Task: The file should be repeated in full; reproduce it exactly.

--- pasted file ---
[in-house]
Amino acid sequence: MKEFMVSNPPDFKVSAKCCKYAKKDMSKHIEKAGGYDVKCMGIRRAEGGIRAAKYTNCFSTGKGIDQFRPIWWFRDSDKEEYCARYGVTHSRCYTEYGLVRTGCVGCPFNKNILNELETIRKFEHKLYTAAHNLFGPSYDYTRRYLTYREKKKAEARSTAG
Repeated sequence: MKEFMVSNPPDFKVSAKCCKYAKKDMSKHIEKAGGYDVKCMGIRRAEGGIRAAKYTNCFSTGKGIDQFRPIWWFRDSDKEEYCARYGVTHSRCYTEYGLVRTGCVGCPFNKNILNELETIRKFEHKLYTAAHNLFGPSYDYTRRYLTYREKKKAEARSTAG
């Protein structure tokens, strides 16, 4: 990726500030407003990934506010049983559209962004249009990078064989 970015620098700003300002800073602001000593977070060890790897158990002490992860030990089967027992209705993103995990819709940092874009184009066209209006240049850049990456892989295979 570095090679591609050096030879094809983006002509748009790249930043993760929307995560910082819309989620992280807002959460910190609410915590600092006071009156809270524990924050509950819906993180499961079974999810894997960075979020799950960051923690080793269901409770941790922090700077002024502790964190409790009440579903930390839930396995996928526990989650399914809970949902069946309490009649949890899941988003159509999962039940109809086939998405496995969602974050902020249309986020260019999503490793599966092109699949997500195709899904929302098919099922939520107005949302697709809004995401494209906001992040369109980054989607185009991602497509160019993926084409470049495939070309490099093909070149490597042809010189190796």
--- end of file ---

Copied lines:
[in-house]
Amino acid sequence: MKEFMVSNPPDFKVSAKCCKYAKKDMSKHIEKAGGYDVKCMGIRRAEGGIRAAKYTNCFSTGKGIDQFRPIWWFRDSDKEEYCARYGVTHSRCYTEYGLVRTGCVGCPFNKNILNELETIRKFEHKLYTAAHNLFGPSYDYTRRYLTYREKKKAEARSTAG
Repeated sequence: MKEFMVSNPPDFKVSAKCCKYAKKDMSKHIEKAGGYDVKCMGIRRAEGGIRAAKYTNCFSTGKGIDQFRPIWWFRDSDKEEYCARYGVTHSRCYTEYGLVRTGCVGCPFNKNILNELETIRKFEHKLYTAAHNLFGPSYDYTRRYLTYREKKKAEARSTAG
């Protein structure tokens, strides 16, 4: 990726500030407003990934506010049983559209962004249009990078064989 970015620098700003300002800073602001000593977070060890790897158990002490992860030990089967027992209705993103995990819709940092874009184009066209209006240049850049990456892989295979 570095090679591609050096030879094809983006002509748009790249930043993760929307995560910082819309989620992280807002959460910190609410915590600092006071009156809270524990924050509950819906993180499961079974999810894997960075979020799950960051923690080793269901409770941790922090700077002024502790964190409790009440579903930390839930396995996928526990989650399914809970949902069946309490009649949890899941988003159509999962039940109809086939998405496995969602974050902020249309986020260019999503490793599966092109699949997500195709899904929302098919099922939520107005949302697709809004995401494209906001992040369109980054989607185009991602497509160019993926084409470049495939070309490099093909070149490597042809010189190796």